The Supreme Court’s unanimous decision in Brown, entered May 17, 1954, began a period of conflict across public schools in the south. Among the most violent and famous of these clashes happened outside Central High School in Little Rock, Arkansas in 1957. Tensions were so high outside the school, that the students who were brave enough to enter needed to be escorted by federal troops. Although great strides have been made, unintentional segregation still exists, such as that created simply by housing patterns. Attempts to eradicate this segregation, such as through busing students to neighboring districts, have faced resistance.

The 1960s

As part of Lyndon Johnson’s Great Society, the U.S. Congress passed the Higher Education Act of 1965; this important legislation established a system of low-interest loans and scholarships to make college education more affordable for everyone.

The same year, the Elementary and Secondary Education Act was passed; prior to its enactment, most school districts were independently operated and financed by local governments and initiatives. With the passage of the act, as federal monies were funneled to local school districts, local funding lost importance. Following the money came federal requirements and oversight. Today, programs such as No Child Left Behind (2002) tie the receipt of needed federal funds to student achievement on standardized tests.

The 1970s

In 1972, Congress passed Title IX of the Education Amendments. This landmark legislation insisted on non-discrimination based on gender in educational programs and activities that received federal funds. With its enactment, equal opportunities in athletics were mandated, and sexual harassment and discrimination because of pregnancy were eradicated.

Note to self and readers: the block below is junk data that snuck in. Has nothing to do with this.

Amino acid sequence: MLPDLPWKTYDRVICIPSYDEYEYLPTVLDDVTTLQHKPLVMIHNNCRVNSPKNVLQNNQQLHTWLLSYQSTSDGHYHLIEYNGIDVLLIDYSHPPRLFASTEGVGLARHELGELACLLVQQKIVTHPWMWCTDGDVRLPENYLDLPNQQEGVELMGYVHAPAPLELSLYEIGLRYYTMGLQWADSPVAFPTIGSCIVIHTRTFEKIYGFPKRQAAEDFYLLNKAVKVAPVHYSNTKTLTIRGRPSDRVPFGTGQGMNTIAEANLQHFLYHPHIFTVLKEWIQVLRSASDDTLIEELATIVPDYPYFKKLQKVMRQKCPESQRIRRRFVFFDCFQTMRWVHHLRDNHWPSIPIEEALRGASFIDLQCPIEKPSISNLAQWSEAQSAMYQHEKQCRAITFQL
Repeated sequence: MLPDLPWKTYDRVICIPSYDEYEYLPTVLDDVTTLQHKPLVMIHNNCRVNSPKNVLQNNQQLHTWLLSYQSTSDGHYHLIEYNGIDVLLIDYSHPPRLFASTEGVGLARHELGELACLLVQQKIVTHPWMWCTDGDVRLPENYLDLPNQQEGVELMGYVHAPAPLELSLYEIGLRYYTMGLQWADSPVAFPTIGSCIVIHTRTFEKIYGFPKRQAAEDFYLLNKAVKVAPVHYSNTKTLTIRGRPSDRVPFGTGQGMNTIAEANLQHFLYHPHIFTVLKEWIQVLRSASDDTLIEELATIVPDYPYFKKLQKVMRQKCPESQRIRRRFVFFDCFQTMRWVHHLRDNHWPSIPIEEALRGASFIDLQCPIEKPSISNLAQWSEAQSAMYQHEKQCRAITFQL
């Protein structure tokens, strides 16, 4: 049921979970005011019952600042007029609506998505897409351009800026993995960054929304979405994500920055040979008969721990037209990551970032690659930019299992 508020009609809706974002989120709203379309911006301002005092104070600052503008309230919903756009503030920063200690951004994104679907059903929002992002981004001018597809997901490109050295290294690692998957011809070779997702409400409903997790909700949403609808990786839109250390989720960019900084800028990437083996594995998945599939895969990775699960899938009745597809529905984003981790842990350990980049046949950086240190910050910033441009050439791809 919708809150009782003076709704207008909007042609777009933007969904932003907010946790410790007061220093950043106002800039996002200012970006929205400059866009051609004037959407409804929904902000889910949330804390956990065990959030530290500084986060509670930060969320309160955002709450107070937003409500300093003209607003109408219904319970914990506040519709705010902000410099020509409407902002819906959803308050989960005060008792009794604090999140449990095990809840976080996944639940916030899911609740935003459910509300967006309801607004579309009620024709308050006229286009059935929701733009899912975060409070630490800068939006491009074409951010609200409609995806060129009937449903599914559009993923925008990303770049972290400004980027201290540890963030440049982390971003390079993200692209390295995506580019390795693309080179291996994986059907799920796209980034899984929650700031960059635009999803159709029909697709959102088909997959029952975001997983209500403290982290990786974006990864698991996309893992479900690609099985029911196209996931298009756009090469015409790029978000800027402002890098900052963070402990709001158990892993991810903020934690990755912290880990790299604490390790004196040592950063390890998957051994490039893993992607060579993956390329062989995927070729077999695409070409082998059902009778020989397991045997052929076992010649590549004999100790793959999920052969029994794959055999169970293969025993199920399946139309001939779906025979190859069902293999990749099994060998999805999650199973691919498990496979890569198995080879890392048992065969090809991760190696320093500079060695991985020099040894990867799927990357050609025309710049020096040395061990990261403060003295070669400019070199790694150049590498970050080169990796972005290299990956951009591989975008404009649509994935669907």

The 21st Century, So Far

Today’s schools are marked by changes as significant as the technology that populates them. In many places, particularly rural communities where populations are shrinking, school districts are being consolidated in order to stay fiscally sound while providing students with all of the necessary and desirable modern facilities. While students in these consolidated districts have longer travel times, they are also able to avail themselves of the Wi-Fi, tablets, laptops and computer labs enjoyed by students in metropolitan districts.

The hi-tech devices enjoyed by our students are fostering a digital revolution in the classroom. Enabling more engaging distance learning and bringing the world to students, digital learning is transforming modern instruction. With access to other cultures and translation devices, the woes of early eras, such as teaching the growing Hispanic population and other non-native English speakers, are eliminated with a few keystrokes.

Hand-in-glove with our faith in democracy, Americans have long believed that in order to fully participate in their government, citizens need to be educated. Our nation’s unflagging commitment to public education has transformed a nation of (mostly) poor immigrants into the world’s largest economy and greatest superpower. The continuing efforts of today’s educators will ensure that Americans continue to prosper for many years to come.